TOP DRINK OR FOOD TO AVOID IN VIETNAM FOR A SAFE FOOD TOUR

1. Tap Water

Avoid drinking tap water is the first advice when it comes to water safety in tropical countries. In Vietnam, even local people don’t drink tap water – simply because it’s not clean enough. To foreigners, by carelessly drinking tap water you might put a whole bunch of strange microbes inside your body for no good reason.

While in Vietnam, always drink boiled water or bottled water and you’ll get one thing off the list of things to worry about.  However, teeth brushing with tap water in Vietnam should be fine but if you still worry, you can brush your teeth with bottle water.

Tap Water - Food to avoid in Vietnam
Tap Water

2. Block Ice  

Ice is another concern for water safety in Vietnam. As much as you love street drinks, you should probably stay away from ice that seems to be broken from a bigger block of ice, because the water used may not be sanitary or it might be contaminated during transporting.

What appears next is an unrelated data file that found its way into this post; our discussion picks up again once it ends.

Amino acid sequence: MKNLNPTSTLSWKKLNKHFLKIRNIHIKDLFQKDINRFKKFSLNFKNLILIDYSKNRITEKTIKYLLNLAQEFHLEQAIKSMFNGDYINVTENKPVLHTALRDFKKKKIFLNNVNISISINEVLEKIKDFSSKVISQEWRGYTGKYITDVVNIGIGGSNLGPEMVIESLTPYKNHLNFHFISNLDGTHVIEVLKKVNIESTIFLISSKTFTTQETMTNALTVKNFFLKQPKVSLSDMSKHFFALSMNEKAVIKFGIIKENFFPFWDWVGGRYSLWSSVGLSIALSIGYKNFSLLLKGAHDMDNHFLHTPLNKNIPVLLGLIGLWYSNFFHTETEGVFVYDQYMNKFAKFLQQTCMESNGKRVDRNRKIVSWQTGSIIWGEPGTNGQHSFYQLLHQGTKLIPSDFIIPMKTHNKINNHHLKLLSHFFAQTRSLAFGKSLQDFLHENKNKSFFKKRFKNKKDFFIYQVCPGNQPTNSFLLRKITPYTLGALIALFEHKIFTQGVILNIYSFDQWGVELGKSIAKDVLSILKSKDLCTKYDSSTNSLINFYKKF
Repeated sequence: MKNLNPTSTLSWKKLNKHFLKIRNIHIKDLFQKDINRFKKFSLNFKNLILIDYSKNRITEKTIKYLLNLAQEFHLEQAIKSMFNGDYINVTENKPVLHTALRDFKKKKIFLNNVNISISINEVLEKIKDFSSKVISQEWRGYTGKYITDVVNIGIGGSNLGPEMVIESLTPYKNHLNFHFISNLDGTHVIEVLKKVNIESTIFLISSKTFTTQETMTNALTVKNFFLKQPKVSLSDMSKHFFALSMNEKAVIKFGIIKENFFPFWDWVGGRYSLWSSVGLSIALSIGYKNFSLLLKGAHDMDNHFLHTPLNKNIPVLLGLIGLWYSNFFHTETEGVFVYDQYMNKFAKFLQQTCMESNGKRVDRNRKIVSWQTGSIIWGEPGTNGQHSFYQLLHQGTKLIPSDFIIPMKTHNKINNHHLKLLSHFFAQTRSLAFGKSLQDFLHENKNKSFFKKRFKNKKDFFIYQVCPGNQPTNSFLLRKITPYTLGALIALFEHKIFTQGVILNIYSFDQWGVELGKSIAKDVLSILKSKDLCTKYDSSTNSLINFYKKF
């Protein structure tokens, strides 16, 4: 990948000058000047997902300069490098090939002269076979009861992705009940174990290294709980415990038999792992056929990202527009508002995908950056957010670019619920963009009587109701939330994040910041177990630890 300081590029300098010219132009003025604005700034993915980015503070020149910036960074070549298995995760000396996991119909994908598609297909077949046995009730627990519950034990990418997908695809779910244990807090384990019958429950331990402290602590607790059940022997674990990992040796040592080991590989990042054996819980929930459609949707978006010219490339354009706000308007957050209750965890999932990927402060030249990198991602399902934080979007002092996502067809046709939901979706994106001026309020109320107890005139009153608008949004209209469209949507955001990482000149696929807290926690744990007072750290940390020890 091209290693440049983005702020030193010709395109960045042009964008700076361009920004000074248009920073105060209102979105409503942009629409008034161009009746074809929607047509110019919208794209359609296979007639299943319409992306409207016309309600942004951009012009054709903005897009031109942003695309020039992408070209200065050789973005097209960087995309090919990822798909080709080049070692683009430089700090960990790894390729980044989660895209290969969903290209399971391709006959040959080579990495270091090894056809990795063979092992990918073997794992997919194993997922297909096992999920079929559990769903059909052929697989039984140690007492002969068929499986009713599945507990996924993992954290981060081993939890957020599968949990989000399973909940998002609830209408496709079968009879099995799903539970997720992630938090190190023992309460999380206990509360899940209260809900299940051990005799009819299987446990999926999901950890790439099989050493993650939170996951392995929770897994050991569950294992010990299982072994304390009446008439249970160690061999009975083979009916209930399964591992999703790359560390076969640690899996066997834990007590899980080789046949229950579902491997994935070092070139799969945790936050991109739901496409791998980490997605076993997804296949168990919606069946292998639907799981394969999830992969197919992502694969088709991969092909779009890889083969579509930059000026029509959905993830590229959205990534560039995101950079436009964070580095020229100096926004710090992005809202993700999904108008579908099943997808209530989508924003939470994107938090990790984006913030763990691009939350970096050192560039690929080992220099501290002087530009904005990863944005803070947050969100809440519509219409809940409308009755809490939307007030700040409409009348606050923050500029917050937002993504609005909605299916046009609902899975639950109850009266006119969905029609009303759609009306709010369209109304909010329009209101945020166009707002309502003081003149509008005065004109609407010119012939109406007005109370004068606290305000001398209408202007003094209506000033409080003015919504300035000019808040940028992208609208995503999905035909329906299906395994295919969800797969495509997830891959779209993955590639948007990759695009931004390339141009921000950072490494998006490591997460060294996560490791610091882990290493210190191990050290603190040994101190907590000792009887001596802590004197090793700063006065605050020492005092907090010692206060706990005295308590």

When drinking with ice, always ask for smaller ice cubes which can be a bit more expensive but usually more carefully-made.

Block Ice - Food to avoid in Vietnam
Block Ice

3. Uncooked Vegetables and unwashed herbs

Unwashed vegetables and herbs are the first food to avoid in Vietnam in our list. We have our reason.

Herbs and vegetables make up a large part in Vietnamese cuisine and you can find them in many street dishes, especially with noodle soups, wraps, and rolls. Even though you can be confident they’re prepared and washed, you also can always ask the vegetables and herbs to be put in boiling water before serving. Many locals do this, too.

Vietnam Food

4. Uncooked seafood  

Seafood in Vietnam is delicious, fresh, quite cheap, and safe, well, if cooked the right way. We don’t recommend you to eat raw or uncooked seafood. The reason is the uncooked seafood might contain unwanted and harmful bacteria.  

Raw oysters are tempting, but if you have a weak immune system or a weak stomach, grilled oyster seems to be a better choice. Fish salad (or Goi Ca), a popular dish in Vietnam, a dish made of raw fish, wrapped in rice papers with herbs, should also be on your list of food to stay away. But relax, Vietnamese people are also not that fond of uncooked seafood, so you won’t see them in your meal that often!